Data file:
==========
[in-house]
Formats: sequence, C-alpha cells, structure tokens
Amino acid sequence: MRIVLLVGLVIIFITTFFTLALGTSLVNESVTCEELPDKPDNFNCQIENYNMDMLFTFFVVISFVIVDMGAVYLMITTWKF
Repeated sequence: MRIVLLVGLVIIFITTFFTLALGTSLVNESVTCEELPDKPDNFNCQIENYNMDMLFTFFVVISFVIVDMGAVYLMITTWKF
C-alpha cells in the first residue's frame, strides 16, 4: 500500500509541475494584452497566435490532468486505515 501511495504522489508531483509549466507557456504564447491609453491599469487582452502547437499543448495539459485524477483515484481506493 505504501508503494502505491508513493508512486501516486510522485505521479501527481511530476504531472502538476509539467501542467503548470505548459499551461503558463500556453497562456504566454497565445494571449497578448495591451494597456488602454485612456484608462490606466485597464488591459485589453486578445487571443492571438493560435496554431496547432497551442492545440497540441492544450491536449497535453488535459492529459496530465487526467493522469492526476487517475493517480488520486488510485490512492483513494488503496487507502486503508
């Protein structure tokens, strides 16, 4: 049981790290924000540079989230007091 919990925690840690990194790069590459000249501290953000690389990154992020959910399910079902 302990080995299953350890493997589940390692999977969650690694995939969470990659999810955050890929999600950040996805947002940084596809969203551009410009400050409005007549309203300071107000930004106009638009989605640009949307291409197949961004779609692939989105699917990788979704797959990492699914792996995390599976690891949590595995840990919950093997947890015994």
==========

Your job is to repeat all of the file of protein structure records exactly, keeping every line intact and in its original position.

[in-house]
Formats: sequence, C-alpha cells, structure tokens
Amino acid sequence: MRIVLLVGLVIIFITTFFTLALGTSLVNESVTCEELPDKPDNFNCQIENYNMDMLFTFFVVISFVIVDMGAVYLMITTWKF
Repeated sequence: MRIVLLVGLVIIFITTFFTLALGTSLVNESVTCEELPDKPDNFNCQIENYNMDMLFTFFVVISFVIVDMGAVYLMITTWKF
C-alpha cells in the first residue's frame, strides 16, 4: 500500500509541475494584452497566435490532468486505515 501511495504522489508531483509549466507557456504564447491609453491599469487582452502547437499543448495539459485524477483515484481506493 505504501508503494502505491508513493508512486501516486510522485505521479501527481511530476504531472502538476509539467501542467503548470505548459499551461503558463500556453497562456504566454497565445494571449497578448495591451494597456488602454485612456484608462490606466485597464488591459485589453486578445487571443492571438493560435496554431496547432497551442492545440497540441492544450491536449497535453488535459492529459496530465487526467493522469492526476487517475493517480488520486488510485490512492483513494488503496487507502486503508
């Protein structure tokens, strides 16, 4: 049981790290924000540079989230007091 919990925690840690990194790069590459000249501290953000690389990154992020959910399910079902 302990080995299953350890493997589940390692999977969650690694995939969470990659999810955050890929999600950040996805947002940084596809969203551009410009400050409005007549309203300071107000930004106009638009989605640009949307291409197949961004779609692939989105699917990788979704797959990492699914792996995390599976690891949590595995840990919950093997947890015994």